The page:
I also found a later paper that builds on Becker’s idea:
Uri Zernik, Michael G. Dyer, The self-extending phrasal lexicon, Computational Linguistics, Volume 13, Issue 3-4, July-December 1987, pp 308–327, https://dl.acm.org/doi/10.5555/48160.48169
Here’s the abstract:
Lexical representation so far has not been extensively investigated in regard to language acquisition. Existing computational linguistic systems assume that text analysis and generation take place in conditions of complete lexical knowledge. That is, no unknown elements are encountered in processing text. It turns out however, that productive as well as non-productive word combinations require adequate consideration. Thus, assuming the existence of a complete lexicon at the outset is unrealistic, especially when considering such word combinations.
Three new problems regarding the structure and the contents of the phrasal lexicon arise when considering the need for dynamic acquisition. First, when an unknown element is encountered in text, information must be extracted in spite of the existence of an unknown. Thus, generalized lexical patterns must be employed in forming an initial hypothesis, in absence of more specific patterns. Second, senses of single words and particles must be utilized in forming new phrases. Thus the lexicon must contain information about single words, which can then supply clues for phrasal pattern analysis and application. Third, semantic clues must be used in forming new syntactic patterns. Thus, lexical entries must appropriately integrate syntax and semantics.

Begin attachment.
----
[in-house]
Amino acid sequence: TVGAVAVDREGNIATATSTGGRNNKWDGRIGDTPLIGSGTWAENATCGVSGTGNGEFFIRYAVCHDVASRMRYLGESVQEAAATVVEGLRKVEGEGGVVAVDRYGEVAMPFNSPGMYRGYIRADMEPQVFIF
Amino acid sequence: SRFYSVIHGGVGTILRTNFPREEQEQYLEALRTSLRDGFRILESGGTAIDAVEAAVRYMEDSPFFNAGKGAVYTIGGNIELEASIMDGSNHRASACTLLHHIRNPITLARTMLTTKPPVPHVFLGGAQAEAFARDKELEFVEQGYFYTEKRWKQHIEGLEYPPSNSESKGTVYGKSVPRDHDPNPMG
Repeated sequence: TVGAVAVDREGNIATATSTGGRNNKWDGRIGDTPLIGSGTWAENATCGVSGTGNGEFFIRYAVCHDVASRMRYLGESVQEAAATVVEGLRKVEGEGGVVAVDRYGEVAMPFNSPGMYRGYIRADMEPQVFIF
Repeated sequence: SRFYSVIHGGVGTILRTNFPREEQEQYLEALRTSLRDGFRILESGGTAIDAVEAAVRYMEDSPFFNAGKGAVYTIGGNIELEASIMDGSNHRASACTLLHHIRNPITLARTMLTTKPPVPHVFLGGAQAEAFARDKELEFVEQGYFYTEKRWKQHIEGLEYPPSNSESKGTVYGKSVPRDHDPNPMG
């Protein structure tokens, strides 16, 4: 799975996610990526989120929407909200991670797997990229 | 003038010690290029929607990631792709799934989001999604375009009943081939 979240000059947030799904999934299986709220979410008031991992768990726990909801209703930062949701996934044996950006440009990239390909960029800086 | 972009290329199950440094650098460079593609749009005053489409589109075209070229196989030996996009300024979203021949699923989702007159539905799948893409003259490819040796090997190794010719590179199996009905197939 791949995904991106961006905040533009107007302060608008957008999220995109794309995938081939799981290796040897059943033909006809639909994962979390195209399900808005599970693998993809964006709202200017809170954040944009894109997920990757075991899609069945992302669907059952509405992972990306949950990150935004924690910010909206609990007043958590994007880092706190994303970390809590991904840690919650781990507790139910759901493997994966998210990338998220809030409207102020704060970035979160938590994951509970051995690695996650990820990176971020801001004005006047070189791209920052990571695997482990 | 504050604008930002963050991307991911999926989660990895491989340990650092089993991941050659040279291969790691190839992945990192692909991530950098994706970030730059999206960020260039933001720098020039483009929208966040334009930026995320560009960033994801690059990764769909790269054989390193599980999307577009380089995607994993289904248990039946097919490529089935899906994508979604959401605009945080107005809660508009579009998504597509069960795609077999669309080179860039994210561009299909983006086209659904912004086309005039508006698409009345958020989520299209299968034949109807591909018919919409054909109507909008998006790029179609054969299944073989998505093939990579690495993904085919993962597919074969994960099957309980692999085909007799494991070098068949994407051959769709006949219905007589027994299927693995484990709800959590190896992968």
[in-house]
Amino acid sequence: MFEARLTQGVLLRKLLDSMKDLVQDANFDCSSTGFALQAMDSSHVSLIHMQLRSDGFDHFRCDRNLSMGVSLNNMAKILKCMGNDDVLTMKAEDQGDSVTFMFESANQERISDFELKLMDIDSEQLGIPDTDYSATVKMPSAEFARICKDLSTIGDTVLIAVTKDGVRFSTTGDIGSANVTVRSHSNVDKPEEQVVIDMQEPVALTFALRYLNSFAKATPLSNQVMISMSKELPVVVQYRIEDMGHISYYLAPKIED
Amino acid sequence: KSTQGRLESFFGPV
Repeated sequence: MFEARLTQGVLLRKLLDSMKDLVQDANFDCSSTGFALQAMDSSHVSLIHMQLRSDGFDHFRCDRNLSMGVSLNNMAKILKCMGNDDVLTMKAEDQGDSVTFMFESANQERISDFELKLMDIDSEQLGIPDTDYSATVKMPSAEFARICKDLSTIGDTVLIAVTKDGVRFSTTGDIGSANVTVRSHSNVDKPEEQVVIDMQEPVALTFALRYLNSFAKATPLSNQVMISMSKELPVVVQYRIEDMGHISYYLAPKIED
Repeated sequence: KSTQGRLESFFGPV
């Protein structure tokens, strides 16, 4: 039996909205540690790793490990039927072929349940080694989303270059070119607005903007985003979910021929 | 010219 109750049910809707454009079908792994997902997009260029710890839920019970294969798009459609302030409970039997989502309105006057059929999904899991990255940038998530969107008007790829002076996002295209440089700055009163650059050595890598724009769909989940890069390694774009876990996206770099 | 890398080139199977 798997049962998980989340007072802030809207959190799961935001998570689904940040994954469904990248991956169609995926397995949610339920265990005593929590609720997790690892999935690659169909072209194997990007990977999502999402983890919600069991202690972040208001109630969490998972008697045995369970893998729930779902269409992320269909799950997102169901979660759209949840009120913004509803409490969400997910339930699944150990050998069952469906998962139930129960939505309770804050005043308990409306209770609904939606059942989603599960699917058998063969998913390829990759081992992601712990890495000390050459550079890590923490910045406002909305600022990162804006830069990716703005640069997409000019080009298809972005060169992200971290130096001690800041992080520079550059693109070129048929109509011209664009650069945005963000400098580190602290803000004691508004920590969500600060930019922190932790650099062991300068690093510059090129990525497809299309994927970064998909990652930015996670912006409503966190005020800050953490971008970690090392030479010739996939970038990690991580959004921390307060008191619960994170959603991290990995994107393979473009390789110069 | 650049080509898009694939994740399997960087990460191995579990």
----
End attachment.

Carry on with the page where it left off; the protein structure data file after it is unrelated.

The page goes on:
We have employed a Dynamic Hierarchical Phrasal Lexicon (DHPL) which has three features: (a) lexical entries are given as entire phrases and not as single words, (b) lexical entries are organized as a hierarchy by generality, and (c) there is not separate body of grammar rules: grammar is encoded within the lexical hierarchy. A language acquisition model, embodied by the program RINA, uses DHPL in acquiring new lexical entries from examples in context through a process of hypothesis formation and error correction. In this paper we show how the proposed lexicon supports language acquisition.